As to what is the “new normal”, 25 years ago I was wearing size medium mens shirts. Now I’m about to order my first size XS shirt. I weigh the same as then, but sizes have changed.

    I believe that young people need to be educated on something that some of them don’t know (yet), that is losing weight is extremely hard to do and has an extraordinarily high failure rate. In a similar way to telling people that cigarettes are addictive so maybe you shouldn’t start smoking, losing weight is extremely difficult so maybe you should actively try to maintain rather than passively gain weight and expect to lose it after Christmas/New Year. Of course that opens a large can of worms about education and I’d expect many people to disagree with me.

    • Megan says:

      I absolutely agree with you Mannie! As someone that has spent a lot of time around children, through family, friends and now work it is heart breaking to realise just how little they know and understand about what they are eating or how exercise can be healthy and fun. As with many other things it is a matter of prevention v’s the cure.

  6. Samantha Greene says:

    It’s pretty sad to me. I know exactly what you are saying because I’ve seen people do this. They just go from a size 14 to a size 16 or more and just say, “Oh, well – that’s what plus sized stores are for.”

    There doesn’t seem to be a huge incentive to stay at a healthy weight anymore – both for young people and older people.

    I agree with some of your readers that teens can be cruel, but it seems that once we pass the teen years (like this girl you are talking about) then there is no longer any real stigma associated with being “pleasingly plump.” Morbidly obese – yes, but not just slightly overweight.

    If it doesn’t change who knows what will happen. After all, people who are at a healthy weight are in the minority in America and in other parts of the world. Maybe the stigma will turn on them.

  7. diane s. says:

    Very complex question, as I just recently upgraded my wardrobe from a size 10 to a size 12. Believe me, I didn’t want to do it. But killing myself trying to lose the wait and stuff myself into my old pants was making me miserable.
    My boss and I were just commiserating about the fact we’ve each gained 15 pounds total over the past 3 years. I just don’t know how to manage it all. For two weeks this summer, I worked out 5 days a week. The stress got so bad from trying to keep all parts of my life in order that I started working out 3 days a week. This week I’ll be lucky if I make it once.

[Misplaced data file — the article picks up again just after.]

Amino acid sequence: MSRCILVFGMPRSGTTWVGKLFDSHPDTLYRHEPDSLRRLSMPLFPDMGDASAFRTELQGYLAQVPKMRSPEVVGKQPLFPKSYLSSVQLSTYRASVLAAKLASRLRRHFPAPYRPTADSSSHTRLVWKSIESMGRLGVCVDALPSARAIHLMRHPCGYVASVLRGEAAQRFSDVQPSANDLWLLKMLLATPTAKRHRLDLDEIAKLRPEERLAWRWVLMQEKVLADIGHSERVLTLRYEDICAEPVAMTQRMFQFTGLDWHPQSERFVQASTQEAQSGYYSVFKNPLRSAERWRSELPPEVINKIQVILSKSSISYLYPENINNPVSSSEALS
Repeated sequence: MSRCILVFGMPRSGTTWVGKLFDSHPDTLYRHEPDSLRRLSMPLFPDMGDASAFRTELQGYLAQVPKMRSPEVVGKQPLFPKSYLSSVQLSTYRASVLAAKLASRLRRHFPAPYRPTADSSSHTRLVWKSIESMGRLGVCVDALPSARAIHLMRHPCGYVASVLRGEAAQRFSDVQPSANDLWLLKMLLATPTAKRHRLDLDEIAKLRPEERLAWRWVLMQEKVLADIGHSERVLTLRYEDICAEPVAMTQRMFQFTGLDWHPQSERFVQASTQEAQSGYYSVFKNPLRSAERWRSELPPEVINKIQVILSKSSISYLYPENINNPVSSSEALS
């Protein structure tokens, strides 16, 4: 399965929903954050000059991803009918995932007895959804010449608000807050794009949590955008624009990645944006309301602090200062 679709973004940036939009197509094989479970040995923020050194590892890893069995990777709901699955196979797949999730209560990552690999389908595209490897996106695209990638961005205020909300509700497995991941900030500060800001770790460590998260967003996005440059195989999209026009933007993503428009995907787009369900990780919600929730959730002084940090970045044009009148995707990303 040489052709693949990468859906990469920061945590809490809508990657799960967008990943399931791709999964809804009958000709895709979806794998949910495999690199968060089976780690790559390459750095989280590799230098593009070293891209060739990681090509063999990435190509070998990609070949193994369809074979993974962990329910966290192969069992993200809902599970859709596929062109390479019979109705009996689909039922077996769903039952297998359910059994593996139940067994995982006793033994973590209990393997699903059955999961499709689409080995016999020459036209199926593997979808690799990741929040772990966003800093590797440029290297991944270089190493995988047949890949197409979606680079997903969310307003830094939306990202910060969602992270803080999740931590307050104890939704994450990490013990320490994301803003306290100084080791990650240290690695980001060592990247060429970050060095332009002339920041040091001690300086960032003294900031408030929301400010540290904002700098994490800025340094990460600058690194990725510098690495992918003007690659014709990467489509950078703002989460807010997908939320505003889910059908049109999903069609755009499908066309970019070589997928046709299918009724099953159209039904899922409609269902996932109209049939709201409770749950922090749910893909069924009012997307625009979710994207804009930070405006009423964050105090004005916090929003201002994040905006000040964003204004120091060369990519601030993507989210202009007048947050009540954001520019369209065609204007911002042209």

I am aware I have a lot of work to do. I don’t eat fast food but I recognize that I eat a lot of sugar. I comfort with food and it’s a vicious circle. I am not obese, but if something doesn’t change, I will be. I just don’t know how to sustain the change. I don’t want this, but in the short term, upgrading my pants made the most sense.

  8. Lori says:

    It’s kind of hard when reading a blog to see what goes on behind the scenes. Maybe she was just acknowledging the weight gain in public. I am glad she didn’t beat herself up publicly, though. That is worse to me than being accepting. Of course, not having read it, I don’t know what her tone was.

    I find it more disheartening when I read people saying “I suck, I am a failure, I am a fat pig”.

    I hope that behind the scenes she is moving forward to be healthy. I am sure someone is going to comment on her blog. There is always someone to say something out there.

    I have decided that accepting something doesn’t necessarily mean you aren’t trying to do something about it or will to. However, there is that fine line between acceptance and complacency.

  9. Catherine M. says:

    I know that it can be hard to know what’s going on with someone, but I too like to read fashion blogs and think I know who you are talking about. The blogger I’m thinking about admits to eating lots and lots of restaurant meals and really does seem to think that gaining weight is just part of life as you get into your 20’s.

    I thought that too because all of my friends did the same thing after we graduated from college. It seemed normal, but I know that just because “everyone does it” does not mean it is a good thing.

    I’m glad you brought this up Diane because too many people don’t want to address the issue and seem to want to give everyone a free pass because there “may be more going on.” Please, the truth is that’s what’s going on is that our society is in love with Big. Big food, big cars, big movies. And as a result of the big food era, we are all getting bigger.

    The greater issue is addressing it and not sweeping it under the rug.

  10. Mark Adler says:

    I see this a lot, both among men and women. There absolutely is less of a stigma on being overweight. I think it is so discouraging to see young people just accepting it and buying bigger clothes rather than thinking about what their lives may be like in 20 years if they continue down the weight gain road.

    Believe me, I know. I have struggled with my weight for years and have suffered health-wise because of it. I really enjoy your blog and appreciate your honesty.

  11. Meg (@LadyMegSoprano) says:

    I think what there *is* a stigma on is putting that offer of help out there. People are worried they’ll offend this young woman if they say, “Hey, let’s work out together sometime!”

    My own mother knew that if she said anything about how worried she was about my weight gain that I would just shut down and ignore her. I had to be ready to hear it, and before I could be, I had to look at myself in the mirror and say, “This has gone too far. Let’s fix it.” And before I did that, I had a long streak of just accepting my weight gain as a normal part of post-college life, and of my “genetic makeup.”

    It’s a vicious cycle!

    • Diane Carbonell says: